Mechanical Seals

 mechanical seals totally grundfos eagle burgmann

Our Mechanical Seals

We offer a wide range of mechanical seals for all major pump types and industries. We are proud to distribute high quality and UK supplied products with same day dispatch (before 2pm) and next day delivery (UK) and Global Shipping Options.

Types / Brands of Mechanical Seals

There are thousands of mechanical seals on the market but the most common types / brands* we can provide replacements for are:

Brand Types
AES® See Types
Alfa Laval Contact Us
Eagle Burgmann® See Types
Grundfos® Contact Us
John Crane® See Types
M.T.U.® Contact Us
PAC-SEAL® Contact Us
ROTEN® / UNITEN® See Types
US SEAL® Contact Us


Not Sure What Type You Have? Use Our Handy Tool

* Please note all brand names are used to illustrate examples of the types of seals that we can replace and we are not in any way affiliated with these companies or stating that we provide genuine parts of aforementioned companies.

Totally Seals® Mechanical Seal Guide 

How do they work?

A mechanical seal can be used to create a sealing face in any system where rotating shaft protrudes from or into a housing. The vessel may be filled with fluids or be under pressure but the seal must maintain the rotating action and be reliable. Gland packing was traditionally used for this purpose but in higher specification machinery a mechanical seal is necessary.

In a regular mechanical seal, there are three basic mechanisms working to maintain the seal:


mechanical seal explanation totally seals pump grundfos eagle burgmann alfa laval


There are slight variations to this but this is the general principle to which all mechanical seals work. 

Mechanical Seal Types

Rubber Diaphragm

Rubber diaphragm mechanical seal totally seals vulcan

The drawing above shows the standard section of a rubber diaphragm seal. The shaft seal is provided by the rubber diaphragm which is squeezed onto the shaft by the drive ring. Once fitted, the rubber diaphragm will grip the shaft giving a strong static seal and very positive drive, via the drive ring, to the seal face.

As there is no relative movement between the shaft and the rubber diaphragm, shaft fretting, wear and hang-up hysteresis are eliminated and the seal can immediately accommodate some shaft run-out and misalignment.

Shaft axial movement and the movement required during the working life of the seal is handled by the elastomer rubber flexing at it’s junction point (Red Area on diagram). The seal head automatically adjusts to compensate for any face misalignment, usually caused by shaft end float / pump body misalignment.

The closing spring force and the seal pumping pressure force maintain the faces in full contact, whilst the rubber diaphragm acts as an elastomeric bellows providing sustained flexibility. Positive drive of the seal face is transmitted via the drive ring and retaining housing and not via the spring, which merely provides some closing force to the mechanical seal faces. These seals can therefore be used to seal shafts rotating in either direction and in vacuum applications.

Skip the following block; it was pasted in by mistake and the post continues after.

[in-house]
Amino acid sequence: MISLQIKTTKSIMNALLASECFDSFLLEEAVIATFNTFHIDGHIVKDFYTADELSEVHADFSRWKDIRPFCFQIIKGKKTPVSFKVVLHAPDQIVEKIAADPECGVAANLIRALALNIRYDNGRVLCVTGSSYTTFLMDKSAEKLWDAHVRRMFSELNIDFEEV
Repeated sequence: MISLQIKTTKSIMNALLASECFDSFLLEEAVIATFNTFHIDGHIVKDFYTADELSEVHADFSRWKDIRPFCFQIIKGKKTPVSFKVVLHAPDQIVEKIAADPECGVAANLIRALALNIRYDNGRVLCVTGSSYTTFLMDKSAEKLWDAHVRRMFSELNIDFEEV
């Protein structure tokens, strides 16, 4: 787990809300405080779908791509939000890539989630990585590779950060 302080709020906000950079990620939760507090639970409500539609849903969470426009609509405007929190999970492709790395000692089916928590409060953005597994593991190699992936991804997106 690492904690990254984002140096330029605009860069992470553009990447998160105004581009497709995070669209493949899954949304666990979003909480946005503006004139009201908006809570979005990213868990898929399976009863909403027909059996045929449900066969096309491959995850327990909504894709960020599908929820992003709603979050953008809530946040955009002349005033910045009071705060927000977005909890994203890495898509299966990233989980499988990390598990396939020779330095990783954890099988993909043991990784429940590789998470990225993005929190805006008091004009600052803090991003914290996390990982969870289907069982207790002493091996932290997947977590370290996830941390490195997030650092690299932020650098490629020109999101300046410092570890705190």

Rubber Bellows

rubber elastomeric bellows mechanical seal totally seals

Rubber (elastomeric) bellows seals are of compact design with a sealing action that provides many benefits. The bellow’s high strength and flexibility is the key to the very reliable performance of this type of seal; as it readily accommodates seal misalignment, end-float and seal face wear.

The convoluted bellows profile makes these seals ideal for media prone to clogging or for hygienic applications. Designed for confined spaces and limited gland depths.

O-Ring Mounted

oring mounted pusher type mechanical seal totally seals pump

‘O’-Ring mounted mechanical seals have a small cross-section and a complete recessed ‘O’-Ring housing. A narrow seal head width allows the seals to easily fit confined DIN 24960 (EN12756) housings, whilst also providing the benefits of reduced face surface running speed, with increased circulation around the seal faces.

Seal loading is provided by conical springs or wave springs, with conical springs being the most common. Seal drive is provided by the conical spring tightly gripping the shaft at it’s base, or by grub-screws in the case of wave-spring seals. Conical Spring seals are supplied as standard with right-hand drive springs for clockwise shafts. Left-hand springs for anticlockwise shaft rotation should be specified on order.

Utilisation of wave spring technology in the seals allows the design of extremely compact seals, in both the axial and radial directions. Wave springs provide equal loading and deflection at a fraction of the free height when compared to helical springs, making them suitable for limited spaces.

Other main advantages for mechanical seal use are their insensitivity to contaminates, whilst providing straightforward fitting. These main characteristics make wave springs ideal for food, chemical and restricted fitting applications which are prone to clogging. Our resilient ‘O’-Ring mounted seal designs are technically efficient (readily accommodating misalignment and vibration) and are highly versatile.